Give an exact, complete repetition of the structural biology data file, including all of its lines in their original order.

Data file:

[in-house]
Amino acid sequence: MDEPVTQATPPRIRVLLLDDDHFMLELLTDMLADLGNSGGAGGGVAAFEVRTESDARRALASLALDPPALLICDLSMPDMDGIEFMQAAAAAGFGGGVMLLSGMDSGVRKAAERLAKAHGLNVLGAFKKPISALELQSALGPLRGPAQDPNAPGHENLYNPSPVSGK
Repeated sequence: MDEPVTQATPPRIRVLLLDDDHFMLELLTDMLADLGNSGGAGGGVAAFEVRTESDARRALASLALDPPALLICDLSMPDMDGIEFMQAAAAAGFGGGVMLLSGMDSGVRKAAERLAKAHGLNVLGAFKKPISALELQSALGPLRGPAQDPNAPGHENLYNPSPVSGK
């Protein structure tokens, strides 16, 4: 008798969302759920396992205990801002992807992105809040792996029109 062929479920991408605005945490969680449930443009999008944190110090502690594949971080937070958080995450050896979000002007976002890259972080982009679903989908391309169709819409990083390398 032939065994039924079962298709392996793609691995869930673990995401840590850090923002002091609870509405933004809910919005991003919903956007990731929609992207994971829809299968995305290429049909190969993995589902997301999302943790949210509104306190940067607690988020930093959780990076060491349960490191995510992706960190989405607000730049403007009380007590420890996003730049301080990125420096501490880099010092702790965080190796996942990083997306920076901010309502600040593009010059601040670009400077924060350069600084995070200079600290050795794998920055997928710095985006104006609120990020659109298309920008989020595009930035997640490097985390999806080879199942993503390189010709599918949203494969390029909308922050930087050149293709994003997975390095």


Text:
[in-house]
Amino acid sequence: MDEPVTQATPPRIRVLLLDDDHFMLELLTDMLADLGNSGGAGGGVAAFEVRTESDARRALASLALDPPALLICDLSMPDMDGIEFMQAAAAAGFGGGVMLLSGMDSGVRKAAERLAKAHGLNVLGAFKKPISALELQSALGPLRGPAQDPNAPGHENLYNPSPVSGK
Repeated sequence: MDEPVTQATPPRIRVLLLDDDHFMLELLTDMLADLGNSGGAGGGVAAFEVRTESDARRALASLALDPPALLICDLSMPDMDGIEFMQAAAAAGFGGGVMLLSGMDSGVRKAAERLAKAHGLNVLGAFKKPISALELQSALGPLRGPAQDPNAPGHENLYNPSPVSGK
């Protein structure tokens, strides 16, 4: 008798969302759920396992205990801002992807992105809040792996029109 062929479920991408605005945490969680449930443009999008944190110090502690594949971080937070958080995450050896979000002007976002890259972080982009679903989908391309169709819409990083390398 032939065994039924079962298709392996793609691995869930673990995401840590850090923002002091609870509405933004809910919005991003919903956007990731929609992207994971829809299968995305290429049909190969993995589902997301999302943790949210509104306190940067607690988020930093959780990076060491349960490191995510992706960190989405607000730049403007009380007590420890996003730049301080990125420096501490880099010092702790965080190796996942990083997306920076901010309502600040593009010059601040670009400077924060350069600084995070200079600290050795794998920055997928710095985006104006609120990020659109298309920008989020595009930035997640490097985390999806080879199942993503390189010709599918949203494969390029909308922050930087050149293709994003997975390095």